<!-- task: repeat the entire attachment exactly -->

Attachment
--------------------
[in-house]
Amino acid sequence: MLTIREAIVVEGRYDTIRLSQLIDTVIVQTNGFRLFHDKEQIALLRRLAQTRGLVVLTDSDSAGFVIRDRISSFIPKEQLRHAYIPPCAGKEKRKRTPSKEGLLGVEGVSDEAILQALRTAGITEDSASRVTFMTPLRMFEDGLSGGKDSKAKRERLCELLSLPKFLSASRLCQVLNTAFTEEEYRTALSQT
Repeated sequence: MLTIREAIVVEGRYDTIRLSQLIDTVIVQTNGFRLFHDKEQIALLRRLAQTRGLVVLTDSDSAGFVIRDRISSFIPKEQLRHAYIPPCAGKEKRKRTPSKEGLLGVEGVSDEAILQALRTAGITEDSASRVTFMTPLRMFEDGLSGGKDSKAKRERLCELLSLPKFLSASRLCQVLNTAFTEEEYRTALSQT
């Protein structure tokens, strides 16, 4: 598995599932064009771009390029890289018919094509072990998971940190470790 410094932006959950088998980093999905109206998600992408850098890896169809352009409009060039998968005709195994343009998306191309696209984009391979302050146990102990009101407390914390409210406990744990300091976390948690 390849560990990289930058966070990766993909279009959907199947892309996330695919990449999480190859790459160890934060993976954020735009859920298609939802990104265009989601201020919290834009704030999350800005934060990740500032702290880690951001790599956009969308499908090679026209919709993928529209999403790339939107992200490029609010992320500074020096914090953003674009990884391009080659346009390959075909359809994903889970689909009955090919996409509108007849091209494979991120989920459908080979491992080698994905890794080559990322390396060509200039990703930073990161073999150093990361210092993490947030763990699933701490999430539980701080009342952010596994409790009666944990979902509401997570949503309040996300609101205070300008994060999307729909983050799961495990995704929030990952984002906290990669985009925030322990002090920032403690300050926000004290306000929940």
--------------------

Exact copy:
[in-house]
Amino acid sequence: MLTIREAIVVEGRYDTIRLSQLIDTVIVQTNGFRLFHDKEQIALLRRLAQTRGLVVLTDSDSAGFVIRDRISSFIPKEQLRHAYIPPCAGKEKRKRTPSKEGLLGVEGVSDEAILQALRTAGITEDSASRVTFMTPLRMFEDGLSGGKDSKAKRERLCELLSLPKFLSASRLCQVLNTAFTEEEYRTALSQT
Repeated sequence: MLTIREAIVVEGRYDTIRLSQLIDTVIVQTNGFRLFHDKEQIALLRRLAQTRGLVVLTDSDSAGFVIRDRISSFIPKEQLRHAYIPPCAGKEKRKRTPSKEGLLGVEGVSDEAILQALRTAGITEDSASRVTFMTPLRMFEDGLSGGKDSKAKRERLCELLSLPKFLSASRLCQVLNTAFTEEEYRTALSQT
């Protein structure tokens, strides 16, 4: 598995599932064009771009390029890289018919094509072990998971940190470790 410094932006959950088998980093999905109206998600992408850098890896169809352009409009060039998968005709195994343009998306191309696209984009391979302050146990102990009101407390914390409210406990744990300091976390948690 390849560990990289930058966070990766993909279009959907199947892309996330695919990449999480190859790459160890934060993976954020735009859920298609939802990104265009989601201020919290834009704030999350800005934060990740500032702290880690951001790599956009969308499908090679026209919709993928529209999403790339939107992200490029609010992320500074020096914090953003674009990884391009080659346009390959075909359809994903889970689909009955090919996409509108007849091209494979991120989920459908080979491992080698994905890794080559990322390396060509200039990703930073990161073999150093990361210092993490947030763990699933701490999430539980701080009342952010596994409790009666944990979902509401997570949503309040996300609101205070300008994060999307729909983050799961495990995704929030990952984002906290990669985009925030322990002090920032403690300050926000004290306000929940």